John Addis

What MI5, the CIA and the FBI can teach you about problem solving in your business.

Mysteries and puzzles

One of the following problems is a mystery, the other a puzzle.

Problem 1: Your website needs upgrading. This is how you approach it: You download the weblog files to assess your website traffic. You ask your customers what areas of the site they think need improvement. You research various possibilities on the web and talk to a few web design gurus. Then you write out your plan and set about implementing it.

Problem 2: You need a general manager: The recruitment agency has been briefed, you’ve met a few candidates, interviewed three of them twice and given each one a psychological test. You’ve even taken your preferred candidate out for dinner and offered her a deal.

American national security expert Gregory Treverton would probably argue that the first problem is a puzzle. In developing a new website you need to gather information that you don’t have and use it in a coherent way to develop the new site. As long as you have appropriate information and apply it in a sensible way, the website upgrade will probably be a success.

But with Problem 2, no matter how much information you gather on your new GM, you can’t be at all certain she’s right for the job. Her CV might be exceptional and her references outstanding, but you aren’t going to really know if she’s going to work out until she’s been on deck for at least a few months. Lacking a simple factual answer, this problem isn’t a puzzle, it’s a mystery.

Malcolm Gladwell, author of The Tipping Point, argues in a recent column in The New Yorker that this is not a trivial distinction. Indeed, the way that you approach a problem determines its outcome:

“If you consider the motivation and methods behind the attacks of September 11th to be mainly a puzzle, for instance, then the logical response is to increase the collection of intelligence, recruit more spies, add to the volume of information we have about Al Qaeda.

“If you consider September 11th to be a mystery, though, you’d have to ask whether adding to the volume of information will only make things worse. You’d want to improve the analysis within the intelligence community; you’d want more thoughtful and sceptical people with the skills to look more closely at what we already know about Al Qaeda.”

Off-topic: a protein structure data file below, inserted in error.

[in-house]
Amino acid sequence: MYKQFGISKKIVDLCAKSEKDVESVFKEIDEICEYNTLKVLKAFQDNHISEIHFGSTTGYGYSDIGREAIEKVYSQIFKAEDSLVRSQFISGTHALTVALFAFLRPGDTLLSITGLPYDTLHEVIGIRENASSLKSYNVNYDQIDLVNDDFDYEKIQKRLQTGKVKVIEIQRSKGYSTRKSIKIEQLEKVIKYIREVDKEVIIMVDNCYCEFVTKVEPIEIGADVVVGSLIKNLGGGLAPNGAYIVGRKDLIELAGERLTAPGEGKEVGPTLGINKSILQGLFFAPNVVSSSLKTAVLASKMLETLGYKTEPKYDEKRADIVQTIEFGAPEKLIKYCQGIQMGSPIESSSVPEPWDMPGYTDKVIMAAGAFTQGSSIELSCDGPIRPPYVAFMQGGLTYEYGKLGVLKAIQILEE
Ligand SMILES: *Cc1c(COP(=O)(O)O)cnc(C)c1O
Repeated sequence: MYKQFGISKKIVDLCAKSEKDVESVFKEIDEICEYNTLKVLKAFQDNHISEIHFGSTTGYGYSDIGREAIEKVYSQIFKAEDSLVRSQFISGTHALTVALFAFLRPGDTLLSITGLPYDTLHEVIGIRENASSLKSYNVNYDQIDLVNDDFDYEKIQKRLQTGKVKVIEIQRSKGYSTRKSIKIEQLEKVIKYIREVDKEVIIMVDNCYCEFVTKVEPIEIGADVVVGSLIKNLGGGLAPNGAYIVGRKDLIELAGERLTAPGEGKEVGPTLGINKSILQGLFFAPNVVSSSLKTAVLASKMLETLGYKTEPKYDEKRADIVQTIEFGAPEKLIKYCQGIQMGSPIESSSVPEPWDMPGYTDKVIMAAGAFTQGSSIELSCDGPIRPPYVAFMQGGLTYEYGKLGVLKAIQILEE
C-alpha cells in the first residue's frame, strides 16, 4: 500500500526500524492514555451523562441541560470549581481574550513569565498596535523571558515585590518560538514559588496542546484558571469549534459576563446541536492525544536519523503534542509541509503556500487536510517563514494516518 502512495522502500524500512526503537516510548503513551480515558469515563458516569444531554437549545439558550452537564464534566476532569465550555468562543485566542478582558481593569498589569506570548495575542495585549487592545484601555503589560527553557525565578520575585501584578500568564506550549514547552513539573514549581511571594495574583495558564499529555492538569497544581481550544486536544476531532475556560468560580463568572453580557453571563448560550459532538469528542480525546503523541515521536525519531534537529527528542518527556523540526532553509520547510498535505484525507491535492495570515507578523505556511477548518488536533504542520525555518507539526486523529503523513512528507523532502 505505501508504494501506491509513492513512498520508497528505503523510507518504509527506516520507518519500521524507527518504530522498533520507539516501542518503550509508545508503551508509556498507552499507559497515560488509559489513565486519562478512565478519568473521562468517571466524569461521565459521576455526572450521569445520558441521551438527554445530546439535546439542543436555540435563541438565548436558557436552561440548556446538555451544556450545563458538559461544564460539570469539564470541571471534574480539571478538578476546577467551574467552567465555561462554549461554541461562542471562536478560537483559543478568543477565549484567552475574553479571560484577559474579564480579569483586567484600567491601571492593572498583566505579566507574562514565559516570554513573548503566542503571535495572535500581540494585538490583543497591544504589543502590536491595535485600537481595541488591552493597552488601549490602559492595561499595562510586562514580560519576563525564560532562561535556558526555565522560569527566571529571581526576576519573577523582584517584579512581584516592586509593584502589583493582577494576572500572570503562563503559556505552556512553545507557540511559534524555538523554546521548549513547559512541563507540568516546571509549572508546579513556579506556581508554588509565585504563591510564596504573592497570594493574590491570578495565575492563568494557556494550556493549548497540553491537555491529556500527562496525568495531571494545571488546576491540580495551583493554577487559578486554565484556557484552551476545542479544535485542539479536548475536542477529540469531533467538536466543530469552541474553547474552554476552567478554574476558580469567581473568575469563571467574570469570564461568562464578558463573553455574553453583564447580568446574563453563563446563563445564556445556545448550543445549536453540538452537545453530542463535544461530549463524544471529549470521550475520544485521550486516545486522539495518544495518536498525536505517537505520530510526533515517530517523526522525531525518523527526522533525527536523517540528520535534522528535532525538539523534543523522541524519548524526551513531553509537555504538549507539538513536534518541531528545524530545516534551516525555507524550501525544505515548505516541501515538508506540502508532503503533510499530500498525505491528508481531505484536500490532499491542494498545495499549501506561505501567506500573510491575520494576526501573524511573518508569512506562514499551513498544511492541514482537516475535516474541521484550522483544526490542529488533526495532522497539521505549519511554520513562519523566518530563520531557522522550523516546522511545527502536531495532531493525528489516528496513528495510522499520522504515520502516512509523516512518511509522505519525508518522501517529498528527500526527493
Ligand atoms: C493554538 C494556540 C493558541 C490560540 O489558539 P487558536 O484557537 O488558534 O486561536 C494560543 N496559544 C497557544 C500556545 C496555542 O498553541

In his article, Gladwell goes on to show how much information that could have indicated the forthcoming collapse of Enron was, in fact, on the public record.

The puzzle wasn’t missing any pieces. There was already enough information to predict the collapse for anyone who cared to look. And that was the mystery: how so many people in the finance industry, whose job it is to pick up this sort of stuff, failed to do so (for the full and fascinating article, click here). 

Now think of that dull maxim of the over-promoted middle manager: “If you can’t measure it, you can’t manage it.” This is puzzle thinking. In big business it leads to $1.6 million being spent on a new CRM (customer relationship management) and a job for McKinsey’s to tell us why it’s not working. Even in small business, it can lead to unnecessary forms, surveys, interviews and databases. More information. Less understanding.

Businesses do not succeed like this. This is how they fail.

If you want your business to succeed, you need to first determine whether the problems you face are mysteries or puzzles. I’d argue that the bigger issues – is there a market for this product?; should I appoint this person?; can I raise my prices? – are more mysterious than you probably think.

So think deeply about them. Use your experience, trust your intuition and seek out crazy geniuses who can challenge your thinking in irreverent, quirky ways. In many cases, we already have enough information. What we lack is the thinking to make full use of it.


To read more Business Buddhist blogs, click here.


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